Execute both Python (server side) and CustomJS code at a callback

I am wondering how you can have a hybrid callback that allows to run both Python and JS code (i.e. when a button is clicked). Essentially I’d like to execute a CustomJS first, then run some Python code and finally execute another CustomJS callback.

There is no way to ensure ordering of JS / Python callbacks on the same property. In practice, a JS callback would almost certainly execute first, since it is “right there”. But if you really want to ensure ordered, I think you would have to:

  • trigger a JS callback on a change to property A
  • in that JS callback: modify a property B, which has a Python callback
  • in the Python callback, modify a property C that has another JS callback

This seems failely clunky but I can’t think of another alternative.

I had something similar in mind but hoped a more elegant solution exists.
Out of curiousity why is not possible to execute a CustomJS directly without binding it to a property?

You can invoke a callback which runs CustomJS code on events other than model-property change events. In your first example, you can use an on-click event when a button is pressed.

There are a couple ways to do this that are syntactically different but functionally the same.

See the Adding Widgets section of the documentation for a button.js_on_click() example.

See the Events documentation for the syntax using the more general js_on_event() syntax.

For completeness, other types of user-interaction events such as manipulating or navigating plots also exist.

An event is still not a direct trigger/execution, in other words I’d like to do something like the following: CustomJS(…).execute() without any property/event/etc. binding which is apparently not possible as far as I know.

@Maxxner There’s nothing stopping you from calling execute but you would have to supply some dummy value for cb_obj.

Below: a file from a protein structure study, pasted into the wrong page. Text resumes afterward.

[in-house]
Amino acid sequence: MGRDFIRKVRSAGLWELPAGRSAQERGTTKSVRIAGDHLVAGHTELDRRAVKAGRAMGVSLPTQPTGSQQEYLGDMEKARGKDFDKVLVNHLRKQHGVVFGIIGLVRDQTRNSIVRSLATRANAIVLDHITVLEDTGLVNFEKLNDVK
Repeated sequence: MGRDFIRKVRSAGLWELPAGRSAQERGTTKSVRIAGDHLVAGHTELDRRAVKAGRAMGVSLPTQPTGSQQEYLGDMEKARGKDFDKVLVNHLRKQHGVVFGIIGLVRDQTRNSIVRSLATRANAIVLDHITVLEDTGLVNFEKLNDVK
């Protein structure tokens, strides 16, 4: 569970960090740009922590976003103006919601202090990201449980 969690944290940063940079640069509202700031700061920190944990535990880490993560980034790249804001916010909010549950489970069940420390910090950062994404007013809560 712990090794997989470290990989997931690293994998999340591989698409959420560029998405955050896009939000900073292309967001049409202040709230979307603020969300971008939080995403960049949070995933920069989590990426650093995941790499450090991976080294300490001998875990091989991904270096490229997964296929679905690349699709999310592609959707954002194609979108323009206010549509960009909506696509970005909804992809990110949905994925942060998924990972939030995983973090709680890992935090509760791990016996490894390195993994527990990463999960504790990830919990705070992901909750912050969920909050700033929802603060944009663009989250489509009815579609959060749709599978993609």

why is not possible to execute a CustomJS directly without binding it to a property?

Same answer as always: that’s just the history of how things were developed in response to requirements at the time. FWIW very few people have ever asked about this, so naturally it has not gotten much thought or attention.

I wanted the same issue solved and I have my solution similar to Bryan’s.

  1. Make a dummy Div which is invisible and set a python event handler by on_XXX
  2. Set JS event by js_on_XXX, whose CustomJS would change the Div’s text at the end.
  3. Make another invisble Div and set CustomJS which calls a JS function to run JS codes for you
  4. Change the text of Div to call the all purpose JS codes. Here you may need to encode/decode the value of the text property.
    Here is the part of the codes.
def register_latent_event(self, py_handler, py_args:dict={}) -> Div:
        def newfunc(attr, old, new):
            return py_handler(attr=attr, old=old, new=new, **py_args)
        py_obj = Div(visible=False)
        py_obj.on_change('text', newfunc)
        self.add(py_obj, self.name + '_handler_' + py_handler.__name__) # Add it to doc and post it to the template
        self.latent_handlers.append(py_obj.name)
        return py_obj

def js_call_python_after_js(self, py_handler, py_args:dict={}, js_code:str='', js_args:dict={}) -> CustomJS:
        py_obj = self.register_latent_event(py_handler, py_args)
        js_args.update(dict(py_handler=py_obj, py_args=py_args))
        js_handler = CustomJS(args=js_args, code=js_code)
        return js_handler
1 Like